Below, you will find hand strengthening activities for kids, hand strength activities for adults, and therapy tools to develop hand strength. The activities to strengthen fine motor skills included in this post are perfect to improving grip strength, pinch strength, or as part of a finger exercises program for handwriting.
Fine Motor Strength is essential for so many reasons! From maintaining a grasp on a pencil to opening and closing scissors, to buttoning buttons, snapping snaps, tying shoes, coloring a picture without stopping, to most everything we do…hand strength matters! Here, you will find a collection of fine motor resources and hand strengthening activities that can be used to improve tone in the hands, increase stability in the thumb and fingers, develop and define arches of the hands, improve precision with in-hand manipulation, improve endurance in hand strength, and address separation of the sides of the hand…in fun and creative ways!
I wanted to cover fine motor strength and the skills kids need for pencil grasp, managing scissors, working clothing fasteners, and using those hands. So often, we see weak arches, instability, and low tone in the hands that transfers to awkward use of the hands, impractical grasps, and poor endurance in writing or coloring. Sneaking in a few strengthening activities each day can make a world of difference!
Hand Strengthening Activities
Today includes a collection of hand strengthening activities that can be used as hand strength activities for adults, and to develop hand strength. Scroll through the activities below to find creative hand strengthening ideas to improve grip strength, pinch strength, or as part of a finger exercises program for handwriting.
Try these fine motor hand strengthening activity ideas:
These OT activities using tongs are great for developing and strengthening the arches of the hands for improved intrinsic strength.
In fact, the intrinsic muscles are the muscles in the hand that define the arches of the hands, bend the knuckles, and oppose with the thumbs. Activities like this intrinsic muscle strengthening activity can easily be replicated at home or in the therapy room.
Among these muscles are a group called the lumbricals. The lumbrical muscles have a job to bend (flex) the MCP joints and extend (straighten) the PIP and DIP joints. When the lumbricals are in action, the hand might look like it is holding a plate with the big knuckles bent and the fingers extended. Read more about strengthening the intrinsics here.
When kids write or color with a thumb web space area squashed shut, it’s a sign of problems. Then might be compensating for thumb instability, underdeveloped hand arches, and/or poor strength. Each of these problem areas will lead to difficulties with handwriting, dexterity, manipulation of small items like beads, and pencil grasp. Writing with a closed web space is inefficient and will cause poor and slow handwriting, especially as kids grow and are expected to write at faster speeds. A closed web space while attempting to manage fasteners such as buttons and zippers will lead to fumbling and difficulty. So, what do you do if you’ve got a kiddo who is squashing that web space shut during functional tasks? I’ve got a few ideas on how to work on open thumb web spaces.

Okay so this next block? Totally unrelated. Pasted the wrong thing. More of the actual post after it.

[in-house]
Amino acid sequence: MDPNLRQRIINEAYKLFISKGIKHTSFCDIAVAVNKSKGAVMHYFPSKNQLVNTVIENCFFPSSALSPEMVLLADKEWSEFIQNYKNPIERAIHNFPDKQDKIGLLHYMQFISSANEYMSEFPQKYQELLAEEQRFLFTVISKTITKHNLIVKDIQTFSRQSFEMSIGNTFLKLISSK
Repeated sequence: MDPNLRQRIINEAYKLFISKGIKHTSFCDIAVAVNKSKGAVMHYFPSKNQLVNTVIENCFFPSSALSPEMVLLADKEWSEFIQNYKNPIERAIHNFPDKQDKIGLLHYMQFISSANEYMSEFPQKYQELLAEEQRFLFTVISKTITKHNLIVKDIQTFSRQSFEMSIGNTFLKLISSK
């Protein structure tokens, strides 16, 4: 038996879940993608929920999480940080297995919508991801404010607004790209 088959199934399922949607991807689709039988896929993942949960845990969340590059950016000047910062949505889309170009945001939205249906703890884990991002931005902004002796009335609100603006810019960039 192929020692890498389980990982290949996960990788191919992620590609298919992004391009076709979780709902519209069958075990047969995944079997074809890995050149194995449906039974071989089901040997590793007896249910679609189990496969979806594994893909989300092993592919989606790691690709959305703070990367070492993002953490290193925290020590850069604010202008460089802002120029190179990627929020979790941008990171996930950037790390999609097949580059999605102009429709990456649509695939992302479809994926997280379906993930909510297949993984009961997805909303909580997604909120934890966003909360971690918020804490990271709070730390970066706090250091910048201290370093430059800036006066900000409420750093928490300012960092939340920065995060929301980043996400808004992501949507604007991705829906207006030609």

In-hand manipulation is a skill requiring strength in the hands. Activities like this in-hand manipulation activity can boost these skills. There are several aspects to in-hand manipulation: ▪ Finger-to-Palm Translation: Movement of an object from the fingers to the palm i.e. picking up a coin and moving it to the palm.
▪ Palm-to-Finger Translation: Movement of an object from the palm to the fingertips. (i.e. moving a coin from the palm to the fingertips to insert into a vending machine.)
▪ Shift: Slight adjustment of an object on or by the finger pads. (i.e. adjusting a pencil up and down in your hand.)
▪ Simple Rotation: Turning or rolling an object 90 degrees or less with the fingers moving as a unit. (i.e. unscrewing a toothpaste lid)
▪ Complex Rotation: Turning an object more than 90 degrees using isolated finger and thumb movements. (i.e. Turning a paperclip)
Each of the above skills can occur with items “squirreled away in the palm using the pinky finger and ring finger. This is called “with stabilization”. If other items are not pocketed away in the palm while in-hand manipulation occurs, it is called “without stabilization”. Stabilization typically occurs around 2 years of age. Read more about in-hand manipulation here. Here are a couple of activity ideas that can be easily replicated at home.
This hand strengthening program was developed by my OT and PT pals over at The Inspired Treehouse. The bundle is on sale only through the 21st and is a deal priced at $19.99. So if you are looking for programs to strengthen the hands, this one would fit your needs. How will you use the hand strengthening activities and ideas listed above? Maybe in a home exercise program or in a therapy program that runs throughout the school year? Maybe you will use the ideas at home or in a clinic. The ideas are endless!
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